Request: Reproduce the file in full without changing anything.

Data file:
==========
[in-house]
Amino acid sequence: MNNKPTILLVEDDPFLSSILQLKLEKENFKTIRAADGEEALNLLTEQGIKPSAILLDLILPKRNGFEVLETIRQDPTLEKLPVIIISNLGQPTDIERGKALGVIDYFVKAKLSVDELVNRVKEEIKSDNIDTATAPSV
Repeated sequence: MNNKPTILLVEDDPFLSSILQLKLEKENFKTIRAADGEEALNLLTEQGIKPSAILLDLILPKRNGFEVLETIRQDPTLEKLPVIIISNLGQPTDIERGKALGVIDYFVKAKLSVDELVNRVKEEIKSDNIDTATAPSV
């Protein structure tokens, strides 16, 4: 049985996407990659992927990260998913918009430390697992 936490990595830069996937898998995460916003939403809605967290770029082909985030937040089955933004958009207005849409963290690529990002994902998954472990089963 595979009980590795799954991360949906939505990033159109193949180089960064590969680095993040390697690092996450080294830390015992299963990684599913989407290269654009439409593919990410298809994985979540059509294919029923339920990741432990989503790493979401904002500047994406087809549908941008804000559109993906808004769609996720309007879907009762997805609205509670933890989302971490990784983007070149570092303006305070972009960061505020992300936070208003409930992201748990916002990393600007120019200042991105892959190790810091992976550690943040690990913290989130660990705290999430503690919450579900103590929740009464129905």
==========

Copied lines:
[in-house]
Amino acid sequence: MNNKPTILLVEDDPFLSSILQLKLEKENFKTIRAADGEEALNLLTEQGIKPSAILLDLILPKRNGFEVLETIRQDPTLEKLPVIIISNLGQPTDIERGKALGVIDYFVKAKLSVDELVNRVKEEIKSDNIDTATAPSV
Repeated sequence: MNNKPTILLVEDDPFLSSILQLKLEKENFKTIRAADGEEALNLLTEQGIKPSAILLDLILPKRNGFEVLETIRQDPTLEKLPVIIISNLGQPTDIERGKALGVIDYFVKAKLSVDELVNRVKEEIKSDNIDTATAPSV
């Protein structure tokens, strides 16, 4: 049985996407990659992927990260998913918009430390697992 936490990595830069996937898998995460916003939403809605967290770029082909985030937040089955933004958009207005849409963290690529990002994902998954472990089963 595979009980590795799954991360949906939505990033159109193949180089960064590969680095993040390697690092996450080294830390015992299963990684599913989407290269654009439409593919990410298809994985979540059509294919029923339920990741432990989503790493979401904002500047994406087809549908941008804000559109993906808004769609996720309007879907009762997805609205509670933890989302971490990784983007070149570092303006305070972009960061505020992300936070208003409930992201748990916002990393600007120019200042991105892959190790810091992976550690943040690990913290989130660990705290999430503690919450579900103590929740009464129905």